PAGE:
A series of papers on hydrocarbon-based technology, including research on the use of alternative refrigerants R600 (n-butane, also known as butane) and R1270 (propene), were presented at the Purdue series of conferences, held at West Lafayette, Ind.-based Purdue University July 9-12.
The conferences include the 24th International Compressor Engineering Conference, the 17th International Refrigeration and Air Conditioning Conference and the 5th International High Performance Building Conference. Here is a sampling of the papers.
Liebherr challenges isobutane in domestic fridges
Mario Straub of German manufacturer Liebherr presented “Alternative Refrigerants For Household Refrigerators,” which aims to challenge the domination of R600a (isobutane) in household refrigerators.
“Since the beginning of the 1990s it is common in Europe to use R600a (isobutane) as a refrigerant in household appliances,” Straub notes in the paper “It is worth to evaluate if R600a is still the most suited refrigerant.”
After testing over 100 refrigerants, the paper found two candidates – R600 and R290 (propane) that could be suitable to replace R600a in household fridges and freezers.
According to the paper, with R600 instead of R600a, the energy consumption of mainly small domestic refrigerators – which have a low heat load and high evaporating temperatures – can be reduced by 5%.
However, small freezers with propane were found to be less efficient “due to the higher specific cooling capacity of R290 compared to R600a and the resulting increase in temperature difference in the heat exchangers,” the paper explains.
High-temp heat pumps with R600 and R290
The paper “Experimental Investigation of a Hydrocarbon Piston Compressor for High Temperature Heat Pumps,” by Bamigbetan et al, also concerns using n-butane as a refrigerant.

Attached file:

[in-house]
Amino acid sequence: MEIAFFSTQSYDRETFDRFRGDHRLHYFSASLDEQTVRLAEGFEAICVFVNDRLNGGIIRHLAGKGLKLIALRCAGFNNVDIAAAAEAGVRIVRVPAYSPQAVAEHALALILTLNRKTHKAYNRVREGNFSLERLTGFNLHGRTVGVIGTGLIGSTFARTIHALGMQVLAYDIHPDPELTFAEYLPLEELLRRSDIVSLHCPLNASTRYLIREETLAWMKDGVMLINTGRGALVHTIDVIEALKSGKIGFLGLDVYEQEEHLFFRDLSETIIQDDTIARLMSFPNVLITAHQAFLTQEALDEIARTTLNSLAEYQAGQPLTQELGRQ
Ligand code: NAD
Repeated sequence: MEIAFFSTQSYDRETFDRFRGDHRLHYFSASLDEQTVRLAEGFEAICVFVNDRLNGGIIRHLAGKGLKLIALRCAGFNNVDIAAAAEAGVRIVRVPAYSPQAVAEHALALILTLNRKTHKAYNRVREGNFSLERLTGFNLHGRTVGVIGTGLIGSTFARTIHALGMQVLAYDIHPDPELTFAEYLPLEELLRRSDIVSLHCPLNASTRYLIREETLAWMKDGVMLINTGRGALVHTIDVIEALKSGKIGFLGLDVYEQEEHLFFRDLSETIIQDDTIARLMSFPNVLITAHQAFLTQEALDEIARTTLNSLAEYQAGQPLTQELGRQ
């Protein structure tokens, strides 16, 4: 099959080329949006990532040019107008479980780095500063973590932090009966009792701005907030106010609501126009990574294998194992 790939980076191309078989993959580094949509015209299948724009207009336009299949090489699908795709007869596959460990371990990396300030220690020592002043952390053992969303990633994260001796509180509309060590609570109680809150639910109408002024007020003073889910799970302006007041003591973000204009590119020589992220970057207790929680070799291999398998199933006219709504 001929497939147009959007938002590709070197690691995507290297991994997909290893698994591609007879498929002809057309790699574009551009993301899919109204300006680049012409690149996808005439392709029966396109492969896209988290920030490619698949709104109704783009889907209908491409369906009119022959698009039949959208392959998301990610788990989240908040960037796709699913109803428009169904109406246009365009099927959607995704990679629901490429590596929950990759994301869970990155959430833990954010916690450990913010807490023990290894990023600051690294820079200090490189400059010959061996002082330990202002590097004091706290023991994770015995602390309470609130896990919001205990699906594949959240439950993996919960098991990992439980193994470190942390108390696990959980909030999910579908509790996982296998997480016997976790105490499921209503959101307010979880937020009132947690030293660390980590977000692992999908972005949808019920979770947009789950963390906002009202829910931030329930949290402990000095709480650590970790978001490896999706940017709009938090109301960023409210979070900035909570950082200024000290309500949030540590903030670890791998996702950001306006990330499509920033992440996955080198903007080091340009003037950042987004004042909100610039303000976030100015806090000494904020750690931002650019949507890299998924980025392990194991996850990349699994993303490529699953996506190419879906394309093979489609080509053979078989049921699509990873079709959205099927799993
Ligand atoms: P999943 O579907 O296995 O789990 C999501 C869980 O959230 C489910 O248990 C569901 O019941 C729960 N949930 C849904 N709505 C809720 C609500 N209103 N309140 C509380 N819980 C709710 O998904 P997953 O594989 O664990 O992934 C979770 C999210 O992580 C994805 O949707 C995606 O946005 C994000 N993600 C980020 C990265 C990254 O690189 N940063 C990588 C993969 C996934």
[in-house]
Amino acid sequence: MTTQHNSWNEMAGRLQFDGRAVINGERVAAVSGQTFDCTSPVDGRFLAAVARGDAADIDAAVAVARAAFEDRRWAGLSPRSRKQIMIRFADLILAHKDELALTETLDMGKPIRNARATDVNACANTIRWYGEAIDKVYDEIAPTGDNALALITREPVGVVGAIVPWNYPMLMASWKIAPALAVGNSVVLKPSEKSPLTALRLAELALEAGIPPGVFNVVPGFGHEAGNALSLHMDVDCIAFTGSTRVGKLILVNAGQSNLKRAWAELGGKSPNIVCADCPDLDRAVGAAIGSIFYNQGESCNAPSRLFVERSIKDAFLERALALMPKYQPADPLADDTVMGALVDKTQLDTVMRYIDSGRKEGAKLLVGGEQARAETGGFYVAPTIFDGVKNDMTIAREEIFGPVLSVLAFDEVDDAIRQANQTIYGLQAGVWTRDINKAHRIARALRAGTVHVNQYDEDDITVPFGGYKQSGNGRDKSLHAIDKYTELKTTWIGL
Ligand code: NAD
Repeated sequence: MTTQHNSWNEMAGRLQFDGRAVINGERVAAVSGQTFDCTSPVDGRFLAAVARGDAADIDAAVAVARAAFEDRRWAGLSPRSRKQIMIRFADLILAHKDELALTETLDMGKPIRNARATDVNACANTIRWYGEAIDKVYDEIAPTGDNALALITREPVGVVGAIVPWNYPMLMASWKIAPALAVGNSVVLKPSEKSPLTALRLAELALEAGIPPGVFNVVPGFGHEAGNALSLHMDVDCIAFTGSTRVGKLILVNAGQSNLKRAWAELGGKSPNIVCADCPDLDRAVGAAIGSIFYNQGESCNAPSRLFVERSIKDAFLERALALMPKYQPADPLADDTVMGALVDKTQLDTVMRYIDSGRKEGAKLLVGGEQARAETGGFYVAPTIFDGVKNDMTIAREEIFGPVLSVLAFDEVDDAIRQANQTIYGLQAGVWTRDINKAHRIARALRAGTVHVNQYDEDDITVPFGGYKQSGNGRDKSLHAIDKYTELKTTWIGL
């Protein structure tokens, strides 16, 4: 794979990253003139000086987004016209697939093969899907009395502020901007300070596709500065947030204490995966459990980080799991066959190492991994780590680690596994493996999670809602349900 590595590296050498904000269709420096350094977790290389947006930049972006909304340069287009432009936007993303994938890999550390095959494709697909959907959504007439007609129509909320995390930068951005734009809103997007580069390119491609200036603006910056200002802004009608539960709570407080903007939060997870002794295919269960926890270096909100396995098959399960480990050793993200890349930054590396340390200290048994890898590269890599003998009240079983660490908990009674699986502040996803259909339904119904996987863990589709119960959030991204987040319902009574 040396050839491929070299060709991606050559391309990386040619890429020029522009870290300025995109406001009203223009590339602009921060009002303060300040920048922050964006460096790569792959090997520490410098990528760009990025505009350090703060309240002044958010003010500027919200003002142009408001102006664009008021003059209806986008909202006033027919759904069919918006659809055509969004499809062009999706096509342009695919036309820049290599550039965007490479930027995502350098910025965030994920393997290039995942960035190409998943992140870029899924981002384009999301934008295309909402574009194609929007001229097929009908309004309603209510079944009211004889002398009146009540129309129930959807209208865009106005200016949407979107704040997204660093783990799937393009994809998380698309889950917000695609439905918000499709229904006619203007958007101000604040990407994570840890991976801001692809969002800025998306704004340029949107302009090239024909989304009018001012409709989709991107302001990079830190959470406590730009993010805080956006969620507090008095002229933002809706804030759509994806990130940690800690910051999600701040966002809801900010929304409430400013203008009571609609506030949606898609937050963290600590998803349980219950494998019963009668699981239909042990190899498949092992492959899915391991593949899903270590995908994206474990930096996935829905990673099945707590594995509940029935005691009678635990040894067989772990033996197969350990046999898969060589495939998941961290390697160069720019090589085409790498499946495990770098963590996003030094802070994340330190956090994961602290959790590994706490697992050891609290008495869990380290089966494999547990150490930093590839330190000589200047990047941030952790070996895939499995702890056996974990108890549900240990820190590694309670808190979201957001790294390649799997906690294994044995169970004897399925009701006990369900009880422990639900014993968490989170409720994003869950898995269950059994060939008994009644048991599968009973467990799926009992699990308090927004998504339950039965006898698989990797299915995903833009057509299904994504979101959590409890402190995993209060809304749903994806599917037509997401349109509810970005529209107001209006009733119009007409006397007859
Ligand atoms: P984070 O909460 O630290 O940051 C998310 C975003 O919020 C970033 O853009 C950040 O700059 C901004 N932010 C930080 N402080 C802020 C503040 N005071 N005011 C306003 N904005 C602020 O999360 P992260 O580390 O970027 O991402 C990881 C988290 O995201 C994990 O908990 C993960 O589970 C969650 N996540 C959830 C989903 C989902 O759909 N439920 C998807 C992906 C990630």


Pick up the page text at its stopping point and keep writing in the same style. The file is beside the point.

“This study experimentally investigates the performance of a prototype butane compressor adapted for high-temperature heat pumps,” which was installed In the high-temperature cycle in a 20 kW cascade heat pump, with propane on the low-temperature cycle, the researchers state.
The paper concludes that at a heat sink outlet temperature of 115oC, the discharge temperature of the compressor would be 127oC on average, demonstrating an average of “74 % for the total compression efficiency (suction head) across all operating conditions tested.”
A cocktail of CO2 and propene
The paper “Parametric Analysis and Optimization of a Cascade Refrigeration System using a CO2/Propene Mixed Refrigerant,” by Massuchetto et al, looks into the effects of mixing the refrigerants R744 (CO2) and R1270.
The analysis was done by theoretical simulations and a parametric analysis, which compared the CO2/propene mixture to the use of the refrigerants in their pure forms in cascade systems.
The paper concludes that mixing natural refrigerants might yield efficiency gains.
Other hydrocarbon papers at the conference include:
- Optimization of MicroGroove Copper Tube Coil Designs for Flammable Refrigerants, by Cotton et al.
- A Theoretical and Experimental Analysis of a Self-contained R-290 Refrigeration Unit Applied to a Glass Door Reach-in Supermarket Display Case, by Ronzoni et al.
- Charge Equation For Small Charge Hydrocarbon Based Commercial Refrigeration Appliances, by van Beek and van Gorp.
- A Numerical Study on the Temperature Field of a R290 Hermetic Reciprocating Compressor with Experimental Validation, by Wu et al.
- An Experimental Study of HC-600a Flow Through Variable Expansion Devices for Household Refrigerators, by Knabben and Melo.
- Theoretical study on a modified subcooling vapor-compression refrigeration cycle using hydrocarbon mixture R290/R600a, by Chen et al.
To find the full list of conference papers, please check out this link.
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